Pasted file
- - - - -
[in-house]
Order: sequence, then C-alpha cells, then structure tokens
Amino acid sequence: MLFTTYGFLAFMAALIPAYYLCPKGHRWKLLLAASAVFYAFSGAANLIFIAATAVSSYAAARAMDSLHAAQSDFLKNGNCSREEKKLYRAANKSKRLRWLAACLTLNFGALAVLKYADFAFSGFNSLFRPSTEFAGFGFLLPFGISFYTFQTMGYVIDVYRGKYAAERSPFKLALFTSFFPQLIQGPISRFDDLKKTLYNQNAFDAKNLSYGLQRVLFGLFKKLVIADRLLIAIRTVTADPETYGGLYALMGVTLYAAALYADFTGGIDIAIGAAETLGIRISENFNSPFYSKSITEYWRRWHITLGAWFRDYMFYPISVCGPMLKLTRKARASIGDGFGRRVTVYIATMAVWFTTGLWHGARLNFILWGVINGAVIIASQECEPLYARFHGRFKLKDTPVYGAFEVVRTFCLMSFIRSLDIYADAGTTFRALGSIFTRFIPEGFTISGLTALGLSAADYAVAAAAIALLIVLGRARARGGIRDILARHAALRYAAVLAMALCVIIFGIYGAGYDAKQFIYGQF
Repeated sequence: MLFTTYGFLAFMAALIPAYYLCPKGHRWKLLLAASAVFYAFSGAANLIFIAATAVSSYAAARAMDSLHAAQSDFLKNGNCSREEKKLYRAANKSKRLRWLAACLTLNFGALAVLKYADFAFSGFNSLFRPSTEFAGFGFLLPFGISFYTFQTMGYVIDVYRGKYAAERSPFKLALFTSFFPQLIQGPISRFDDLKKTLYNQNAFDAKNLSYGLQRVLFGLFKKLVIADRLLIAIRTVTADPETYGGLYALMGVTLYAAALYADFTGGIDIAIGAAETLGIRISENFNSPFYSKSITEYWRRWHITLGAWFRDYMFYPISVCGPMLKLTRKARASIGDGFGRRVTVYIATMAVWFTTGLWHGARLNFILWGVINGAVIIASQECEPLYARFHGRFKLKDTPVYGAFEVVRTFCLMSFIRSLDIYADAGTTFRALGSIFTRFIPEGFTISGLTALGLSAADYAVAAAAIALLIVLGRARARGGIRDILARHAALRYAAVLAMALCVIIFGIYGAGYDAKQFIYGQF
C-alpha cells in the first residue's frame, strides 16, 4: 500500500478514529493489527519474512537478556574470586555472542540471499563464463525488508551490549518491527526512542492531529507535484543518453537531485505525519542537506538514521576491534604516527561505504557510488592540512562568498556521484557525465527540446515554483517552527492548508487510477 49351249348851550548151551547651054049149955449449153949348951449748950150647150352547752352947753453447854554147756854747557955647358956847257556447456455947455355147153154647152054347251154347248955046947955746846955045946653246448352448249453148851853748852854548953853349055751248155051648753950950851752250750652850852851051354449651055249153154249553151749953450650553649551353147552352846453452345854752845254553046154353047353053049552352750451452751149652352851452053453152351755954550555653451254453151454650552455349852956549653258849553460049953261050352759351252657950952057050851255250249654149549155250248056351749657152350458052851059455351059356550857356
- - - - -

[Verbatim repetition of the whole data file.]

[in-house]
Order: sequence, then C-alpha cells, then structure tokens
Amino acid sequence: MLFTTYGFLAFMAALIPAYYLCPKGHRWKLLLAASAVFYAFSGAANLIFIAATAVSSYAAARAMDSLHAAQSDFLKNGNCSREEKKLYRAANKSKRLRWLAACLTLNFGALAVLKYADFAFSGFNSLFRPSTEFAGFGFLLPFGISFYTFQTMGYVIDVYRGKYAAERSPFKLALFTSFFPQLIQGPISRFDDLKKTLYNQNAFDAKNLSYGLQRVLFGLFKKLVIADRLLIAIRTVTADPETYGGLYALMGVTLYAAALYADFTGGIDIAIGAAETLGIRISENFNSPFYSKSITEYWRRWHITLGAWFRDYMFYPISVCGPMLKLTRKARASIGDGFGRRVTVYIATMAVWFTTGLWHGARLNFILWGVINGAVIIASQECEPLYARFHGRFKLKDTPVYGAFEVVRTFCLMSFIRSLDIYADAGTTFRALGSIFTRFIPEGFTISGLTALGLSAADYAVAAAAIALLIVLGRARARGGIRDILARHAALRYAAVLAMALCVIIFGIYGAGYDAKQFIYGQF
Repeated sequence: MLFTTYGFLAFMAALIPAYYLCPKGHRWKLLLAASAVFYAFSGAANLIFIAATAVSSYAAARAMDSLHAAQSDFLKNGNCSREEKKLYRAANKSKRLRWLAACLTLNFGALAVLKYADFAFSGFNSLFRPSTEFAGFGFLLPFGISFYTFQTMGYVIDVYRGKYAAERSPFKLALFTSFFPQLIQGPISRFDDLKKTLYNQNAFDAKNLSYGLQRVLFGLFKKLVIADRLLIAIRTVTADPETYGGLYALMGVTLYAAALYADFTGGIDIAIGAAETLGIRISENFNSPFYSKSITEYWRRWHITLGAWFRDYMFYPISVCGPMLKLTRKARASIGDGFGRRVTVYIATMAVWFTTGLWHGARLNFILWGVINGAVIIASQECEPLYARFHGRFKLKDTPVYGAFEVVRTFCLMSFIRSLDIYADAGTTFRALGSIFTRFIPEGFTISGLTALGLSAADYAVAAAAIALLIVLGRARARGGIRDILARHAALRYAAVLAMALCVIIFGIYGAGYDAKQFIYGQF
C-alpha cells in the first residue's frame, strides 16, 4: 500500500478514529493489527519474512537478556574470586555472542540471499563464463525488508551490549518491527526512542492531529507535484543518453537531485505525519542537506538514521576491534604516527561505504557510488592540512562568498556521484557525465527540446515554483517552527492548508487510477 49351249348851550548151551547651054049149955449449153949348951449748950150647150352547752352947753453447854554147756854747557955647358956847257556447456455947455355147153154647152054347251154347248955046947955746846955045946653246448352448249453148851853748852854548953853349055751248155051648753950950851752250750652850852851051354449651055249153154249553151749953450650553649551353147552352846453452345854752845254553046154353047353053049552352750451452751149652352851452053453152351755954550555653451254453151454650552455349852956549653258849553460049953261050352759351252657950952057050851255250249654149549155250248056351749657152350458052851059455351059356550857356